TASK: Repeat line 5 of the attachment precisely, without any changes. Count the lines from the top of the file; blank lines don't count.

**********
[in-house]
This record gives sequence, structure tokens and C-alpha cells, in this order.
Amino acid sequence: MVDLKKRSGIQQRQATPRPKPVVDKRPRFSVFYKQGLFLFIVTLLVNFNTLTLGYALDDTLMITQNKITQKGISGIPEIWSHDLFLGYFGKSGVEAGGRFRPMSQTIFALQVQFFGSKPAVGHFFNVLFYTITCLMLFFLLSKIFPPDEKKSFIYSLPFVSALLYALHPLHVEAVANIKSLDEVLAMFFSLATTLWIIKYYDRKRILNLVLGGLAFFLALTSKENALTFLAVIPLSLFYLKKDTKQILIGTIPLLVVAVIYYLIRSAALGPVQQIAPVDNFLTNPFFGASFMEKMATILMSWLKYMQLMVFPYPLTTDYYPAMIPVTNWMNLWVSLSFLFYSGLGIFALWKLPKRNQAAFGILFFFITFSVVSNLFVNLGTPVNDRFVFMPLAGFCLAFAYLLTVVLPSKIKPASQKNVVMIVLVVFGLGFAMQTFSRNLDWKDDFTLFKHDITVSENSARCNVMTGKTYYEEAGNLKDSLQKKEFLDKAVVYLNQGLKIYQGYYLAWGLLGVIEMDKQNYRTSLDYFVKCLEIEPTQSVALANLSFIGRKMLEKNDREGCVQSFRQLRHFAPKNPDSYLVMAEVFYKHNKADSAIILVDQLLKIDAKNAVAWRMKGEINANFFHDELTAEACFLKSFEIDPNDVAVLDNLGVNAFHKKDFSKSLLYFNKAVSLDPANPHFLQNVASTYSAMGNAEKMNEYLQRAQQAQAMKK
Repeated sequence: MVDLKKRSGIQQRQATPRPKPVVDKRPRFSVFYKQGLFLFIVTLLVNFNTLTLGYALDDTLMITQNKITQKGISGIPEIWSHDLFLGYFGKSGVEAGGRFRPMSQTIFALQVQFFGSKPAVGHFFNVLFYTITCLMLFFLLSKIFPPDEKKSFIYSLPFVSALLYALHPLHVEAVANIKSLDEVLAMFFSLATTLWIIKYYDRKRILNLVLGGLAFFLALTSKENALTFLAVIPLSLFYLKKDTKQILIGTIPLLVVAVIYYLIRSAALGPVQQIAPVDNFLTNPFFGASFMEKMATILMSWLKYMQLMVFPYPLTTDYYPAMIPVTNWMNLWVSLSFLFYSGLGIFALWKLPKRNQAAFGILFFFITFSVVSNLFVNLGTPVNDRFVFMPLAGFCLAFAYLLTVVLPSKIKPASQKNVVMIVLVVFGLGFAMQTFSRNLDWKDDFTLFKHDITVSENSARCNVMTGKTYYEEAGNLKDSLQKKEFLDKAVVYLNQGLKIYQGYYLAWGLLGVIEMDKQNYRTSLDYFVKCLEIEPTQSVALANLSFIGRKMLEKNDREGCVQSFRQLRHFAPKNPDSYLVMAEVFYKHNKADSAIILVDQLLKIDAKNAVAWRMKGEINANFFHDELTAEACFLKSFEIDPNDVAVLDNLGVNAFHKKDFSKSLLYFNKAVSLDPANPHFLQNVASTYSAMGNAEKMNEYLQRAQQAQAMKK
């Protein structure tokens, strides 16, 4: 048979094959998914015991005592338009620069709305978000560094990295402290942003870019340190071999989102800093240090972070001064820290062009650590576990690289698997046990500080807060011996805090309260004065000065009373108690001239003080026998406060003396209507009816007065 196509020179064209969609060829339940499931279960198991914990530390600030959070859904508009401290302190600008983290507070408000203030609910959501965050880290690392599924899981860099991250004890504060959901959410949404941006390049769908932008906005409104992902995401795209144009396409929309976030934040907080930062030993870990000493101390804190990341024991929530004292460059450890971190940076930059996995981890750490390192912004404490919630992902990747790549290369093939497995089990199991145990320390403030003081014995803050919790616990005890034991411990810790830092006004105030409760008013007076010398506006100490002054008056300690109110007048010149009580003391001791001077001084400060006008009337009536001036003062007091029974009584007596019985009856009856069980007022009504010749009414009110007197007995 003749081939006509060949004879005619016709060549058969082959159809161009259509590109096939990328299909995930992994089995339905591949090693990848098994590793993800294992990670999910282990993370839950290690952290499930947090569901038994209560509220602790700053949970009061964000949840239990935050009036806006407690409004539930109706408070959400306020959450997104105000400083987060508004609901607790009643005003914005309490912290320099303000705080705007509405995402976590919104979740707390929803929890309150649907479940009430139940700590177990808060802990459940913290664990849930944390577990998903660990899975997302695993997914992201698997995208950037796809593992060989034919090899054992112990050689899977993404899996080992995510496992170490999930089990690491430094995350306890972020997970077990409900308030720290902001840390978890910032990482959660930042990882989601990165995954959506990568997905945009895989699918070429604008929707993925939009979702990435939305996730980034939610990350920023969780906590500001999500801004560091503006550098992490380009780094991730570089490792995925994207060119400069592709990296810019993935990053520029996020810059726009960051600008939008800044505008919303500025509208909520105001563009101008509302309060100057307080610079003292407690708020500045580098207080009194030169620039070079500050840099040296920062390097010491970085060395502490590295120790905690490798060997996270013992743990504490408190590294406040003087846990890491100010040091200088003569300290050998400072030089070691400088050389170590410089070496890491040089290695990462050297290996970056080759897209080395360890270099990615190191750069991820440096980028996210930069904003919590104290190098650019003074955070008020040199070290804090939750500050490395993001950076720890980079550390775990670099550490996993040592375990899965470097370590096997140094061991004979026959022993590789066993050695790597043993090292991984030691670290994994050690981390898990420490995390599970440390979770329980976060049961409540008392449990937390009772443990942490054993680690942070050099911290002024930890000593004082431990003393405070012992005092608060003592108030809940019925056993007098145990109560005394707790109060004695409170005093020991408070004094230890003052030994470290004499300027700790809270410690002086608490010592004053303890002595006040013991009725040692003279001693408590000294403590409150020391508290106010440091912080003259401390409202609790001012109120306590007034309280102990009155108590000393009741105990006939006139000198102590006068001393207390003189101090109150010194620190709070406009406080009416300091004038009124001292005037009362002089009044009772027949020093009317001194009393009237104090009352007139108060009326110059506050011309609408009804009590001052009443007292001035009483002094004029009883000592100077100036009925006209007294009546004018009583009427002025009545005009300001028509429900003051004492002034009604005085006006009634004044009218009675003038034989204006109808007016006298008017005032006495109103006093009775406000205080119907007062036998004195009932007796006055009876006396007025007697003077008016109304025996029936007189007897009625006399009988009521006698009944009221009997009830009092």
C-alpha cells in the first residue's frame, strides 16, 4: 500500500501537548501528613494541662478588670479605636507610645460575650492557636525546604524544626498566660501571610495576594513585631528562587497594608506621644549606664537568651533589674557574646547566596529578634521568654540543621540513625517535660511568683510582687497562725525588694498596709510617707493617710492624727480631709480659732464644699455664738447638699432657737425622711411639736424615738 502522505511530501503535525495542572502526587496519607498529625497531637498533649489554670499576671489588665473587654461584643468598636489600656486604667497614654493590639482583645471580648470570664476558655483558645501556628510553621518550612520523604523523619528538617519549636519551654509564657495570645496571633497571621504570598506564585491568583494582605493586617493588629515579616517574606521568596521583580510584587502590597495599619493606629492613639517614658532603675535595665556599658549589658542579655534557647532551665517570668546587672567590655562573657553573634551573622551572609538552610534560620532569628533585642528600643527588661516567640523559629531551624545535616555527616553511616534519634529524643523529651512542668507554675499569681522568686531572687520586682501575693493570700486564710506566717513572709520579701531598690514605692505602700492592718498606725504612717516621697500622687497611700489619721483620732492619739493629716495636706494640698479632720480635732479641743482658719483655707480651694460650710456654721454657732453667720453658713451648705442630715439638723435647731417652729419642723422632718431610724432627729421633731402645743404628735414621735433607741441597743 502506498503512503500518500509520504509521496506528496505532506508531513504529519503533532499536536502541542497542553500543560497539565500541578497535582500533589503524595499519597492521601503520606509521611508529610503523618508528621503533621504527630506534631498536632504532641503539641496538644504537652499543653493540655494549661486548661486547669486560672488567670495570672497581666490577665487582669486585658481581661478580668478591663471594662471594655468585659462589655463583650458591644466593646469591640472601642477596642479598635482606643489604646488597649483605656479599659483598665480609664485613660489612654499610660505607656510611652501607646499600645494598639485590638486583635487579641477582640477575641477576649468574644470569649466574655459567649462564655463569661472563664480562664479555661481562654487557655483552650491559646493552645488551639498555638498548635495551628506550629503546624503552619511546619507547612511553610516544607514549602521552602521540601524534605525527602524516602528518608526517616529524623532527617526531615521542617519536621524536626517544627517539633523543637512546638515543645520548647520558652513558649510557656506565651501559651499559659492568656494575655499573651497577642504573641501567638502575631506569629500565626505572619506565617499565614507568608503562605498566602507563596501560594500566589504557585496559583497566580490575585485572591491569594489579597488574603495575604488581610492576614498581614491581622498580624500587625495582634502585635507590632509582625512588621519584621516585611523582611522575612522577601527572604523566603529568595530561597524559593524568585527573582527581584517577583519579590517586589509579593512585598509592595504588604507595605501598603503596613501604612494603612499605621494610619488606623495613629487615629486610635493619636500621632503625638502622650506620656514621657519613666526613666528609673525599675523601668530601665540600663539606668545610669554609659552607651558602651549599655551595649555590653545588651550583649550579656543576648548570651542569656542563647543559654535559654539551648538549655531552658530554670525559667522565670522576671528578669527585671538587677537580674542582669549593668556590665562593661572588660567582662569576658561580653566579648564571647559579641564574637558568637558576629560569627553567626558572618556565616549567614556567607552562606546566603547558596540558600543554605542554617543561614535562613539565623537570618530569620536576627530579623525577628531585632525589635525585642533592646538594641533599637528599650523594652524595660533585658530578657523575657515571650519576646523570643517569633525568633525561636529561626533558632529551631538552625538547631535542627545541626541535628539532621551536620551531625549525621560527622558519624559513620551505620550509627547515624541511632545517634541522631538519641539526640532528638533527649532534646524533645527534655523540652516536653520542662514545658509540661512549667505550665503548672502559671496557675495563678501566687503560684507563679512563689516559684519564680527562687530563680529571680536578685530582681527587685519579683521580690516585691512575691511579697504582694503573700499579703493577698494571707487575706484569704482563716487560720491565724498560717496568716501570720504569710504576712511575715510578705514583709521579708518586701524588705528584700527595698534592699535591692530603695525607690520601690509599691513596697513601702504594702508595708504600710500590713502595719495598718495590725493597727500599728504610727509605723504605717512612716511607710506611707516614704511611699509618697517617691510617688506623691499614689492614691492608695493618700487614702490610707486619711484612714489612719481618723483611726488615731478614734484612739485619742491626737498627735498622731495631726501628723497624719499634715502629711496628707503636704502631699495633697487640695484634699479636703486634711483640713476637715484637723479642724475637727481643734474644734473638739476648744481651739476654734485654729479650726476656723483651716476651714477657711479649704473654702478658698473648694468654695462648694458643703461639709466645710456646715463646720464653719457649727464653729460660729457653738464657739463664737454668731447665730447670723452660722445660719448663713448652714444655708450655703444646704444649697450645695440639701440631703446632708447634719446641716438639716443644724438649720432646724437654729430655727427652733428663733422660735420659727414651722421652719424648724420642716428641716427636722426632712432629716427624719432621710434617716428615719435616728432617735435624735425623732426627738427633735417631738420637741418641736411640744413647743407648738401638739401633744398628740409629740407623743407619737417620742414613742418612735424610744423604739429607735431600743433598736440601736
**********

């Protein structure tokens, strides 16, 4: 048979094959998914015991005592338009620069709305978000560094990295402290942003870019340190071999989102800093240090972070001064820290062009650590576990690289698997046990500080807060011996805090309260004065000065009373108690001239003080026998406060003396209507009816007065 196509020179064209969609060829339940499931279960198991914990530390600030959070859904508009401290302190600008983290507070408000203030609910959501965050880290690392599924899981860099991250004890504060959901959410949404941006390049769908932008906005409104992902995401795209144009396409929309976030934040907080930062030993870990000493101390804190990341024991929530004292460059450890971190940076930059996995981890750490390192912004404490919630992902990747790549290369093939497995089990199991145990320390403030003081014995803050919790616990005890034991411990810790830092006004105030409760008013007076010398506006100490002054008056300690109110007048010149009580003391001791001077001084400060006008009337009536001036003062007091029974009584007596019985009856009856069980007022009504010749009414009110007197007995 003749081939006509060949004879005619016709060549058969082959159809161009259509590109096939990328299909995930992994089995339905591949090693990848098994590793993800294992990670999910282990993370839950290690952290499930947090569901038994209560509220602790700053949970009061964000949840239990935050009036806006407690409004539930109706408070959400306020959450997104105000400083987060508004609901607790009643005003914005309490912290320099303000705080705007509405995402976590919104979740707390929803929890309150649907479940009430139940700590177990808060802990459940913290664990849930944390577990998903660990899975997302695993997914992201698997995208950037796809593992060989034919090899054992112990050689899977993404899996080992995510496992170490999930089990690491430094995350306890972020997970077990409900308030720290902001840390978890910032990482959660930042990882989601990165995954959506990568997905945009895989699918070429604008929707993925939009979702990435939305996730980034939610990350920023969780906590500001999500801004560091503006550098992490380009780094991730570089490792995925994207060119400069592709990296810019993935990053520029996020810059726009960051600008939008800044505008919303500025509208909520105001563009101008509302309060100057307080610079003292407690708020500045580098207080009194030169620039070079500050840099040296920062390097010491970085060395502490590295120790905690490798060997996270013992743990504490408190590294406040003087846990890491100010040091200088003569300290050998400072030089070691400088050389170590410089070496890491040089290695990462050297290996970056080759897209080395360890270099990615190191750069991820440096980028996210930069904003919590104290190098650019003074955070008020040199070290804090939750500050490395993001950076720890980079550390775990670099550490996993040592375990899965470097370590096997140094061991004979026959022993590789066993050695790597043993090292991984030691670290994994050690981390898990420490995390599970440390979770329980976060049961409540008392449990937390009772443990942490054993680690942070050099911290002024930890000593004082431990003393405070012992005092608060003592108030809940019925056993007098145990109560005394707790109060004695409170005093020991408070004094230890003052030994470290004499300027700790809270410690002086608490010592004053303890002595006040013991009725040692003279001693408590000294403590409150020391508290106010440091912080003259401390409202609790001012109120306590007034309280102990009155108590000393009741105990006939006139000198102590006068001393207390003189101090109150010194620190709070406009406080009416300091004038009124001292005037009362002089009044009772027949020093009317001194009393009237104090009352007139108060009326110059506050011309609408009804009590001052009443007292001035009483002094004029009883000592100077100036009925006209007294009546004018009583009427002025009545005009300001028509429900003051004492002034009604005085006006009634004044009218009675003038034989204006109808007016006298008017005032006495109103006093009775406000205080119907007062036998004195009932007796006055009876006396007025007697003077008016109304025996029936007189007897009625006399009988009521006698009944009221009997009830009092």